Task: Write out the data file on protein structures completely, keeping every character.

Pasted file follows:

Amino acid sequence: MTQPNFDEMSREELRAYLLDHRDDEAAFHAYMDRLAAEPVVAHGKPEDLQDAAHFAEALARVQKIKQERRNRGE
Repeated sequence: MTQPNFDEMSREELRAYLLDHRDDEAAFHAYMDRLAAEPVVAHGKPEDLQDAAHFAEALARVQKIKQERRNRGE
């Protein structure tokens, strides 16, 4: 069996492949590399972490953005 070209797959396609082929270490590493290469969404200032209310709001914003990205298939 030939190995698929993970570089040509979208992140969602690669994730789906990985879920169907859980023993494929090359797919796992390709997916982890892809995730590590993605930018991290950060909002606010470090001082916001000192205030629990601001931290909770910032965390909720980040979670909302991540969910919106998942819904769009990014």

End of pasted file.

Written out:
Amino acid sequence: MTQPNFDEMSREELRAYLLDHRDDEAAFHAYMDRLAAEPVVAHGKPEDLQDAAHFAEALARVQKIKQERRNRGE
Repeated sequence: MTQPNFDEMSREELRAYLLDHRDDEAAFHAYMDRLAAEPVVAHGKPEDLQDAAHFAEALARVQKIKQERRNRGE
């Protein structure tokens, strides 16, 4: 069996492949590399972490953005 070209797959396609082929270490590493290469969404200032209310709001914003990205298939 030939190995698929993970570089040509979208992140969602690669994730789906990985879920169907859980023993494929090359797919796992390709997916982890892809995730590590993605930018991290950060909002606010470090001082916001000192205030629990601001931290909770910032965390909720980040979670909302991540969910919106998942819904769009990014």